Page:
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New wind and solar power is cheaper than existing coal in much of the U.S., analysis finds

GRAFTON, MASSACHUSETTS – DECEMBER 4: Employees from a Radian Generation’s operations and maintenance team change out a faulty solar inverter along a row of solar panels December 4, 2017 at the family-owned Knowlton Farm in Grafton, Massachusetts. The 3.7 megawatt solar array is owned and operated by BlueWave Solar which feeds the generated electricity to homes and small businesses in nearby municipalities. (Photo by Robert Nickelsberg/Getty Images)

“Not a single coal-fired power plant along the Ohio River will be able to compete on price with new wind and solar power by 2025, according to a new report by energy analysts.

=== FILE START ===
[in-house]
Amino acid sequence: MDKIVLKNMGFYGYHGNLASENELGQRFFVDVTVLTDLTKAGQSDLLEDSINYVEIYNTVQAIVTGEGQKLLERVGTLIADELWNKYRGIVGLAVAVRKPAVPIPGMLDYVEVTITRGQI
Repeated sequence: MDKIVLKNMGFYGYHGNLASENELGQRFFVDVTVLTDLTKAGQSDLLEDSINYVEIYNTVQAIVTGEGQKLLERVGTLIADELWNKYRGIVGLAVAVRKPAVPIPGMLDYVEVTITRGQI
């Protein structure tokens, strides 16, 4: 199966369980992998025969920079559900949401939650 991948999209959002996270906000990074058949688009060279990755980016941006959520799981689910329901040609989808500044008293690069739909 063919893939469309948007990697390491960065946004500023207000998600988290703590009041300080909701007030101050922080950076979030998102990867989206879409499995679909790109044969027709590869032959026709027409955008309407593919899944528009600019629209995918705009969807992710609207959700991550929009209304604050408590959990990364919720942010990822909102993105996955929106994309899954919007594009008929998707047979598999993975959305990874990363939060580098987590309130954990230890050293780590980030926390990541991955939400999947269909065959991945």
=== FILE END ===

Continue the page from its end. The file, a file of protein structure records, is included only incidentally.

The same is true for every coal plant in a swath of the South that includes the Carolinas, Georgia, Alabama and Mississippi. They’re part of the 86 percent of coal plants nationwide that are projected to be on the losing end of this cost comparison, the analysis found.

The findings are part of a report issued Monday by Energy Innovation and Vibrant Clean Energy that shows where the shifting economics of electricity generation may force utilities and regulators to ask difficult questions about what to do with assets that are losing their value.

The report takes a point that has been well-established by other studies—that coal power, in addition to contributing to air pollution and climate change, is often a money-loser—and shows how it applies at the state level and plant level when compared with local wind and solar power capacity.”

— Dan Gearino, Inside Climate News 

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